10 ETF Predictions for 2010 | Page 2 of 2 | ETF Trends

6. Schwab will launch an ETF supermarket. Schwab pioneered the idea of the mutual fund marketplace in 1984, giving investors an easy and economical way to invest in mutual funds. In 1992, Schwab launched the industry’s first no-load, no-transaction-fee mutual fund supermarket, which pulled in $8 billion in its first year. We predict that Schwab will do the same thing for ETFs in an effort to become a bigger player in the space. Its mutual fund marketplace is a successful idea it may want to replicate. [Schwab’s ETFs could open doors.]

7. The Federal Reserve’s interest rate hike will catch fixed-income ETF investors by surprise. Interest rates are now at record lows. While Federal Reserve Chairman Ben Bernanke has stated that the central bank intends to keep rates low for sometime in order to stoke economic growth, what goes down must eventually come back up. And when rates do go up, long-term bond ETF holders could be surprised. [Do bond ETFs work as they should?]

8. Global ETF offerings will expand. This year, it became more clear than ever: For an investor to see real portfolio performance, there needs to be some serious international allocation. Two-thirds of the world’s market cap is outside of the United States. That’s a number investors can’t afford to ignore. Fortunately, it doesn’t seem as though they are: As of November 2009, net inflows into long-only international ETFs stood at $29 billion; in November 2008, that number was $9 billion. ETF providers will take notice of the increasing international interest and launch new ETFs accordingly. [6 things you’re missing by not investing globally.]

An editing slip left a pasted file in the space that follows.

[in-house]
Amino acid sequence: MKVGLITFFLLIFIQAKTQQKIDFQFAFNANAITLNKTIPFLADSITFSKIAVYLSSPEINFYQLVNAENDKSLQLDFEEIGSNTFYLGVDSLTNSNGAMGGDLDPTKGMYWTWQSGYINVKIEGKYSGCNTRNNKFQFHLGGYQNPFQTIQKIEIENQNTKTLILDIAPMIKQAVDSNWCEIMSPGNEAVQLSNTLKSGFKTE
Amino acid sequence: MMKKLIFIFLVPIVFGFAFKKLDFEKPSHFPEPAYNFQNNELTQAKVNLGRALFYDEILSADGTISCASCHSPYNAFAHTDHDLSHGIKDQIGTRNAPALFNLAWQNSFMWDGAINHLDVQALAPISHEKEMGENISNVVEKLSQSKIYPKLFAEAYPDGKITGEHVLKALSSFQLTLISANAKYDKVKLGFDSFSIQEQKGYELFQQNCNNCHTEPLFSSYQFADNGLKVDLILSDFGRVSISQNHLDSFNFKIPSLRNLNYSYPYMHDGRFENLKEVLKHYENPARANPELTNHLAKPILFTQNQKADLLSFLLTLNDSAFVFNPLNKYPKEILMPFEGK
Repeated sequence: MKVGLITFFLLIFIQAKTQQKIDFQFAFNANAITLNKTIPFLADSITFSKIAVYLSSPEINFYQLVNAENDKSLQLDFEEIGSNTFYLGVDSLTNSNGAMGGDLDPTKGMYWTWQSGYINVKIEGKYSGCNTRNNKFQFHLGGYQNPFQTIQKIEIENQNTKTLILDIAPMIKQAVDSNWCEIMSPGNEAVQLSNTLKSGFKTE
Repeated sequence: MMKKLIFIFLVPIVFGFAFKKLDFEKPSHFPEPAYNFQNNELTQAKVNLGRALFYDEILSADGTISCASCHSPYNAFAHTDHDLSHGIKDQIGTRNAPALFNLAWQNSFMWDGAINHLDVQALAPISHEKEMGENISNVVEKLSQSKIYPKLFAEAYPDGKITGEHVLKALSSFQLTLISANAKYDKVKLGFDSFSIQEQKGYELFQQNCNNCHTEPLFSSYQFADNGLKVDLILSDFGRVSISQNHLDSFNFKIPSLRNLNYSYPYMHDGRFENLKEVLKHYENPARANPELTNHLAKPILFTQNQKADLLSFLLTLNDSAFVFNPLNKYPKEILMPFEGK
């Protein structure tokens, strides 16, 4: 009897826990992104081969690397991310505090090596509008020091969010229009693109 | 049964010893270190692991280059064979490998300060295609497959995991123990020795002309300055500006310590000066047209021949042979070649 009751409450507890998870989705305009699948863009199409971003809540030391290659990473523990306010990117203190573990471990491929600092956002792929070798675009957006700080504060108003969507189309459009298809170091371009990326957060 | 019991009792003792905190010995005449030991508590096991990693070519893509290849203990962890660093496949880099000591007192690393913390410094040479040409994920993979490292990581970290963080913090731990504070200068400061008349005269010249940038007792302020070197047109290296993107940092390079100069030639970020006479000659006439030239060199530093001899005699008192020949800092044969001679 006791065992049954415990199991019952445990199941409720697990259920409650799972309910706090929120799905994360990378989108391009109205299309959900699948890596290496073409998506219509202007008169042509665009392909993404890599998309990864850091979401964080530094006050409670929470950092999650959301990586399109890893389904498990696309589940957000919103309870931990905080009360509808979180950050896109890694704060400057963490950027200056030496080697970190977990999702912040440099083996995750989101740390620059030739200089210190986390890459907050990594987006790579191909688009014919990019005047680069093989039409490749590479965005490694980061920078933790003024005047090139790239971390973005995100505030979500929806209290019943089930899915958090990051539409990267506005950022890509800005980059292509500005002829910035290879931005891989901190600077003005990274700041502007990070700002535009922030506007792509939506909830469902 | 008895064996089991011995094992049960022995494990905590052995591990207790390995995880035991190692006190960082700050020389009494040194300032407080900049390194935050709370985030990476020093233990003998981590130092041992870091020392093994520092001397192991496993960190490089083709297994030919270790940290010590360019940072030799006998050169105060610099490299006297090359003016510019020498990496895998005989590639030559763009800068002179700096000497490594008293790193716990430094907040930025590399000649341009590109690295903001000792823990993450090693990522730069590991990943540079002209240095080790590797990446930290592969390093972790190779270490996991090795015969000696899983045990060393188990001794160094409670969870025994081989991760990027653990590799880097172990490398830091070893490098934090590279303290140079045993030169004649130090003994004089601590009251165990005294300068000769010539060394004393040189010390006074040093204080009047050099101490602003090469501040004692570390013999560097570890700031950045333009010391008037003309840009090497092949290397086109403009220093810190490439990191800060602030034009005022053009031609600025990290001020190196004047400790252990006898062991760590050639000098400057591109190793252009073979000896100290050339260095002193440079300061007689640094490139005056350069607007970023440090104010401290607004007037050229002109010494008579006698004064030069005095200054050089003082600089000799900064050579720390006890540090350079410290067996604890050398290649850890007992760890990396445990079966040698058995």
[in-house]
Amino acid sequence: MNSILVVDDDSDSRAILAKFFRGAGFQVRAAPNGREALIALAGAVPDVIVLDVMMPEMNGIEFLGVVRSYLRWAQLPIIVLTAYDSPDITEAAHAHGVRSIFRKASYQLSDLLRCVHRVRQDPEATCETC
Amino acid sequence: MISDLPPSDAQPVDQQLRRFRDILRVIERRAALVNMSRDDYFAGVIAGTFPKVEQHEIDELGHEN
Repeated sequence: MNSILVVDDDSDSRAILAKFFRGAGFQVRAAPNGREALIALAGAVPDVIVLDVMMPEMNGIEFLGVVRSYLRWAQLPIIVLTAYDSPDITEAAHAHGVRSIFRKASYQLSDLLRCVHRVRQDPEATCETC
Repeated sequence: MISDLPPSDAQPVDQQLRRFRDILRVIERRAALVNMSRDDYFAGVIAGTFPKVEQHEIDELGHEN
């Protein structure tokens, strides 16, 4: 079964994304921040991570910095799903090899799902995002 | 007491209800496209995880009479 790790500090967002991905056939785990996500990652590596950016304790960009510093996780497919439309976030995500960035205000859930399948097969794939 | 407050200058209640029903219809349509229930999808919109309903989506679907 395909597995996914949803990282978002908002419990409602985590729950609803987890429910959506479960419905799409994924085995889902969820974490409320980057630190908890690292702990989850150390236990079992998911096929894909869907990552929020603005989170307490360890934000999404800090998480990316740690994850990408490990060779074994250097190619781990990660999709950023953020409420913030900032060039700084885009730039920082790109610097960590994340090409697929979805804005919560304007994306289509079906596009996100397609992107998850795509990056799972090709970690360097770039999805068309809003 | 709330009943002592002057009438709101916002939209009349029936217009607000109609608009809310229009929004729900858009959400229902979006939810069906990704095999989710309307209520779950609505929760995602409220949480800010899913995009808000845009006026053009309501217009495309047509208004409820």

9. We’ll see more creative uses of ETFs: life cycle funds, ETFs of ETFs, separately managed accounts. Many of the major ETF asset classes and sectors have been covered: micro-cap on up to mega-cap, technology, real estate, consumers, financial, just to name a few. Since the basic portfolio building blocks are now in place, look for providers to begin using existing ETFs in more creative ways: life cycle funds for those thinking about retirement, more funds-of-funds and ETFs being employed in separately managed accounts. [New ETFs that launched this year.]

10. Emerging market ETFs will be at the top of the performance charts for 2010. Globally-focused ETFs, especially those aimed at emerging markets, caught on fire this year. Some of the top-performing funds of 2009 include ETFs tracking Russia, Brazil, India, Latin America, Turkey and China. As the global economic recovery continues, developed markets will begin to spend more, emerging markets will see their own internal consumption grow and we’ll experience a mutually beneficial relationship that could put these countries at the top again in 2010. [Finding rewards in emerging markets.]